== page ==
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Holidays need not break the bank


The holidays are right around the corner. Most of us will soon enter into one of the busiest periods of the year for personal spending.

As we're spending, we also need to be thinking about budgeting, planning and protecting our finances to ensure that we not only make the most of our funds but that we also avoid overspending and falling prey to fraud and other dangers especially prevalent during the holidays.

Here are a few of my tips as a banker to help you make the most of your holiday spending and also to emerge from the season protected, safe and secure financially.

Set a budget. This is perhaps a banker's favorite suggestion, but we repeat it for good reason: It works. Your holiday spending will be more effective if you enter the season with a plan — and a limit — for how much you will spend. Before you head into the stores or start shopping online, sit down and rough out a plan for what you are prepared to spend for gifts, meals, decorations and other holiday activities.

One of the benefits of a budget is you always can adjust as you go. But having a general sense from the start of what you are able and willing to spend can help you avoid the biggest regret from the holidays: overspending that causes you to start the New Year in trouble with your savings or credit card accounts.

Use credit cards wisely. Speaking of credit card debt, if needed, limited use of credit cards during the holidays is best. Remember that charging your credit cards to the limit could have a negative effect on your credit score. Credit cards can be fine for purchases that you can pay off rather quickly in order to avoid hefty finance charges.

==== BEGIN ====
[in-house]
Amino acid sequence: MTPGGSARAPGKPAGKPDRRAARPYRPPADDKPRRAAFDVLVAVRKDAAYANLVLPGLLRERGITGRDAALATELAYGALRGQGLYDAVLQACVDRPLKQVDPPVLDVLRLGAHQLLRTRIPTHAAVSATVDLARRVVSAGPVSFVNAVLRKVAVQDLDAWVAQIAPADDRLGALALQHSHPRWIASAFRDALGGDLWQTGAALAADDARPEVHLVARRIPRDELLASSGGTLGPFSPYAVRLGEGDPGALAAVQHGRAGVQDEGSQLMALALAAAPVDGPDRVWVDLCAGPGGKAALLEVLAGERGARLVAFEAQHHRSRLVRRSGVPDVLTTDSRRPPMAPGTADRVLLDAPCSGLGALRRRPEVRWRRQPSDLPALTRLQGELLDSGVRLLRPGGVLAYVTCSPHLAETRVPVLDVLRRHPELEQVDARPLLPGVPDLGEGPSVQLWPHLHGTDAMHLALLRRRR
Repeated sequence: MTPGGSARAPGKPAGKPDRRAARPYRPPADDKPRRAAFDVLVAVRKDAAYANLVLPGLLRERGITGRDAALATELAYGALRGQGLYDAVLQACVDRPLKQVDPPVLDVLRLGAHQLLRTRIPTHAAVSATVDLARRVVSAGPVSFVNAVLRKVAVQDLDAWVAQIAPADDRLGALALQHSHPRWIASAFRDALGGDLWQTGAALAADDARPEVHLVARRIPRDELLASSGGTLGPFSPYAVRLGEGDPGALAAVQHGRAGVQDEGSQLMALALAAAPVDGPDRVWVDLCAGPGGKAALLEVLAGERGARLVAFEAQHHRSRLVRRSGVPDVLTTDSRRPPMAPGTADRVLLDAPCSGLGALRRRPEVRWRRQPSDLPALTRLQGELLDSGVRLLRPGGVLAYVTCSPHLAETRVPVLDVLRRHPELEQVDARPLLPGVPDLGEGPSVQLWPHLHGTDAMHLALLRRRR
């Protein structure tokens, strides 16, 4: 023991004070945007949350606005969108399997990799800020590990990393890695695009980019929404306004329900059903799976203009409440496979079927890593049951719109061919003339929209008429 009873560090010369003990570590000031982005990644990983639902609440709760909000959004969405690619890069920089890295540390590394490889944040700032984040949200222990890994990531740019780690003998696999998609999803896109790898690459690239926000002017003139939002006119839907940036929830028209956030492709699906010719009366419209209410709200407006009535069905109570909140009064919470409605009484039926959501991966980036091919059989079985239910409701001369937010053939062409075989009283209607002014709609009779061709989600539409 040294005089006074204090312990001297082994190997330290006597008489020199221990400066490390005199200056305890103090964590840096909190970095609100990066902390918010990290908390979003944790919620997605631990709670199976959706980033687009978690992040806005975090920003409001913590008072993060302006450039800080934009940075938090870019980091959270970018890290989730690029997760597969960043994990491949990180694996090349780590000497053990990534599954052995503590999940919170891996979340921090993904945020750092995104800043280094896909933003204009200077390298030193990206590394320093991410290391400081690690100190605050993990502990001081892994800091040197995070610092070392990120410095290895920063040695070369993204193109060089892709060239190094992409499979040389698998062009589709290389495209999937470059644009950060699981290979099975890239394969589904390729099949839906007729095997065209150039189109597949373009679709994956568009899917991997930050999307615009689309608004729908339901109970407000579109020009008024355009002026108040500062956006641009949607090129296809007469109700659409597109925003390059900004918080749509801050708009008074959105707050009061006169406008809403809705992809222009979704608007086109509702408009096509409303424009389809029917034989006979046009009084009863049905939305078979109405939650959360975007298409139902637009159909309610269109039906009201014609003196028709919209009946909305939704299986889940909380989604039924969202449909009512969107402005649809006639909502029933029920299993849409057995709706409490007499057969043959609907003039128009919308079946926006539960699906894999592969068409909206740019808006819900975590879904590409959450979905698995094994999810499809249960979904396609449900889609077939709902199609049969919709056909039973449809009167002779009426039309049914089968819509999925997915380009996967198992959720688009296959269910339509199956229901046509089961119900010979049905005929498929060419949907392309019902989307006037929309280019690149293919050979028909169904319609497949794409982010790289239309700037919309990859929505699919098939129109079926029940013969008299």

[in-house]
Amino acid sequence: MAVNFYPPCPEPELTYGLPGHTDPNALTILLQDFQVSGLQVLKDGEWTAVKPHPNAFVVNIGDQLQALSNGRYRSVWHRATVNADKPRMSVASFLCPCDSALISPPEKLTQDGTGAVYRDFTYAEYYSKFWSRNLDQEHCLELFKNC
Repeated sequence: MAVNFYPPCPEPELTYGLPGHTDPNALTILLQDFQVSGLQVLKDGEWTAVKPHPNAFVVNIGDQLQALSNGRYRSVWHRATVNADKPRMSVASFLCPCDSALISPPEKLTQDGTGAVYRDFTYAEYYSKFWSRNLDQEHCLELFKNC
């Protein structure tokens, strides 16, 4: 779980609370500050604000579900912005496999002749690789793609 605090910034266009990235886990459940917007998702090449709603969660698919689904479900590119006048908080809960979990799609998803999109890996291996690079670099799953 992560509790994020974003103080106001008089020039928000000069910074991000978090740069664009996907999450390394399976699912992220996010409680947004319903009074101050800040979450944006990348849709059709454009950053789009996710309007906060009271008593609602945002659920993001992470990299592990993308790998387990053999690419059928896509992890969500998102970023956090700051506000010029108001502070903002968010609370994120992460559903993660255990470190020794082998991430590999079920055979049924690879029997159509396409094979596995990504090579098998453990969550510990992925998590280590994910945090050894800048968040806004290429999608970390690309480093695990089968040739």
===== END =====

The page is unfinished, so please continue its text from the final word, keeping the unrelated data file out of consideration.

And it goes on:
But for much of our holiday spending, we can save ourselves headaches and hassles by paying with cash, checks or debit cards. Buying this way requires that we apply some form of budgeting by using available cash or cash-related purchasing tools. This also prevents us from paying high credit-card interest rates on extremely small purchases such as decorations for the tree or stocking stuffers. Think about how cash, your debit card and your checks can help you buy smarter.

Be on the lookout for fraud. Sadly, the holidays are a time when fraud artists and other criminals are out in force trying to separate us from our money. You can avoid the trauma of falling victim to holiday fraud with a few simple steps.

First, be extra careful with your cash, wallet or purse, credit cards and checkbook as you're shopping. We're more distracted during the holidays as we hustle from store to store working on our shopping lists. Pickpockets as well as those who might be tempted by crimes of opportunity, such as a purse or wallet left unattended in a shopping cart or a credit card left in a chip reader, can't prey on us if we don't let them. Do your best to be extra careful with your items, including your newly purchased gifts.

Second, use one credit or debit card for online purchases to minimize the danger to your overall finances if that card is somehow compromised. Also, be sure to check your card statements more regularly online at this time to ensure that no strange purchases are appearing.

Third, be wary about attempts to steal your credit card, bank account or other financial information via online solicitations, including those masquerading as holiday charitable offers and email messages claiming to be from banks or credit card companies. Ask extra questions of anyone to whom you are giving important financial information, and know that reputable banks never ask for your secure information this way.

The holidays are a special time for reflection and relaxation with family and friends as we contemplate what truly is meaningful in life. By taking a few basic steps with our finances, we can avoid problems and enjoy this time as we should.

Steven Raj

Steven Raj is vice president of lending at Park State Bank in Duluth. You can reach him at or (218) 727-8001.